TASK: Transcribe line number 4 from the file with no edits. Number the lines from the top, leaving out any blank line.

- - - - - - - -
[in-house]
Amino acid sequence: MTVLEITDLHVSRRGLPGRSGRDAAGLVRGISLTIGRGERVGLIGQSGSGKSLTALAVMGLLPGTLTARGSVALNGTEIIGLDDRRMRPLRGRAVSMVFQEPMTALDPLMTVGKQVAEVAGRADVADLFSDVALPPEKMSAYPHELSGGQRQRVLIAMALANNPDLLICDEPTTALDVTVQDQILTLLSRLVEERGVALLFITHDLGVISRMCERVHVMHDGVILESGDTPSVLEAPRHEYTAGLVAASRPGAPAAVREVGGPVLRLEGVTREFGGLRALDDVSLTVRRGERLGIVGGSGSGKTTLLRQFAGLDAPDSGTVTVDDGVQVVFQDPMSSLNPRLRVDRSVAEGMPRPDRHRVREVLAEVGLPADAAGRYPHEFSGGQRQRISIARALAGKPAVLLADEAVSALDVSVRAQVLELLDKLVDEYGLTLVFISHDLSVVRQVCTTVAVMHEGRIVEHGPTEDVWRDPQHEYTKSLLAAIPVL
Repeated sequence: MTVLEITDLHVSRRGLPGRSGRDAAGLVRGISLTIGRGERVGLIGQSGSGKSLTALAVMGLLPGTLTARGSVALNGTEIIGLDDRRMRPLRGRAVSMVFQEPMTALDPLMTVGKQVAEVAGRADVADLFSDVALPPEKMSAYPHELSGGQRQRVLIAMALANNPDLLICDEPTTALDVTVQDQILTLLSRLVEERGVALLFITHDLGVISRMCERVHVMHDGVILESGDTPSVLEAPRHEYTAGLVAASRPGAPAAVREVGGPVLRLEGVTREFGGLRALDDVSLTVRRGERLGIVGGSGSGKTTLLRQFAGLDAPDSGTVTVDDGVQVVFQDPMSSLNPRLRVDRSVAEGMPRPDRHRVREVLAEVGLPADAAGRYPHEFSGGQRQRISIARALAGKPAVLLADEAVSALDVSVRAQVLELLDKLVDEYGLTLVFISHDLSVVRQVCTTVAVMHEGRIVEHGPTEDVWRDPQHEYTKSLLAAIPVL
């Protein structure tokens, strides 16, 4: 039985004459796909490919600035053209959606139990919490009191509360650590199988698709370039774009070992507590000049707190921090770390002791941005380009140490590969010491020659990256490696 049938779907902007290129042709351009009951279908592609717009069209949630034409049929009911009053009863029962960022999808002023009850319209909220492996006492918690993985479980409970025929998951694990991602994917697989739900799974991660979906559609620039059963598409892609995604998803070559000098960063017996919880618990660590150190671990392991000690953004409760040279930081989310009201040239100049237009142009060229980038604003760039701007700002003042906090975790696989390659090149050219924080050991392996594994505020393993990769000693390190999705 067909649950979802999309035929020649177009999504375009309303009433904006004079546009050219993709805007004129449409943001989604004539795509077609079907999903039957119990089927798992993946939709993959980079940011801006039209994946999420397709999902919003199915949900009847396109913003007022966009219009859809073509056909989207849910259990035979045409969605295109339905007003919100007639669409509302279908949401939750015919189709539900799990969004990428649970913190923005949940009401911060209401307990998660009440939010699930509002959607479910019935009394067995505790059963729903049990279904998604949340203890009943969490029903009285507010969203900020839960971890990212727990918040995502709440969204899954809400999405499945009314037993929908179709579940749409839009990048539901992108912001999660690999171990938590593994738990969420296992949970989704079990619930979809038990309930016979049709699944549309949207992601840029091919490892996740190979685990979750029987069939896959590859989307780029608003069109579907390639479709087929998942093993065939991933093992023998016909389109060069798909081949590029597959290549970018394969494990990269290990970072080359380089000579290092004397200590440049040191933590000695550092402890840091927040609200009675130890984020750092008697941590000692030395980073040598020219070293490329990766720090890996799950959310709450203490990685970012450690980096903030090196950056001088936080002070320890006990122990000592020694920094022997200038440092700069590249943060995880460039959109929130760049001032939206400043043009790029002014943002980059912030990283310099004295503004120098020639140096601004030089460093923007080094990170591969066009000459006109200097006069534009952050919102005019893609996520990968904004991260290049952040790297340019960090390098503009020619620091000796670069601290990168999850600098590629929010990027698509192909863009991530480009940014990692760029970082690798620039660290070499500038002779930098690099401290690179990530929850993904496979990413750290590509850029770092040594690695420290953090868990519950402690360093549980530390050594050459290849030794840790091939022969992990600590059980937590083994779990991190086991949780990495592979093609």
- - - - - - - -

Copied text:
């Protein structure tokens, strides 16, 4: 039985004459796909490919600035053209959606139990919490009191509360650590199988698709370039774009070992507590000049707190921090770390002791941005380009140490590969010491020659990256490696 049938779907902007290129042709351009009951279908592609717009069209949630034409049929009911009053009863029962960022999808002023009850319209909220492996006492918690993985479980409970025929998951694990991602994917697989739900799974991660979906559609620039059963598409892609995604998803070559000098960063017996919880618990660590150190671990392991000690953004409760040279930081989310009201040239100049237009142009060229980038604003760039701007700002003042906090975790696989390659090149050219924080050991392996594994505020393993990769000693390190999705 067909649950979802999309035929020649177009999504375009309303009433904006004079546009050219993709805007004129449409943001989604004539795509077609079907999903039957119990089927798992993946939709993959980079940011801006039209994946999420397709999902919003199915949900009847396109913003007022966009219009859809073509056909989207849910259990035979045409969605295109339905007003919100007639669409509302279908949401939750015919189709539900799990969004990428649970913190923005949940009401911060209401307990998660009440939010699930509002959607479910019935009394067995505790059963729903049990279904998604949340203890009943969490029903009285507010969203900020839960971890990212727990918040995502709440969204899954809400999405499945009314037993929908179709579940749409839009990048539901992108912001999660690999171990938590593994738990969420296992949970989704079990619930979809038990309930016979049709699944549309949207992601840029091919490892996740190979685990979750029987069939896959590859989307780029608003069109579907390639479709087929998942093993065939991933093992023998016909389109060069798909081949590029597959290549970018394969494990990269290990970072080359380089000579290092004397200590440049040191933590000695550092402890840091927040609200009675130890984020750092008697941590000692030395980073040598020219070293490329990766720090890996799950959310709450203490990685970012450690980096903030090196950056001088936080002070320890006990122990000592020694920094022997200038440092700069590249943060995880460039959109929130760049001032939206400043043009790029002014943002980059912030990283310099004295503004120098020639140096601004030089460093923007080094990170591969066009000459006109200097006069534009952050919102005019893609996520990968904004991260290049952040790297340019960090390098503009020619620091000796670069601290990168999850600098590629929010990027698509192909863009991530480009940014990692760029970082690798620039660290070499500038002779930098690099401290690179990530929850993904496979990413750290590509850029770092040594690695420290953090868990519950402690360093549980530390050594050459290849030794840790091939022969992990600590059980937590083994779990991190086991949780990495592979093609």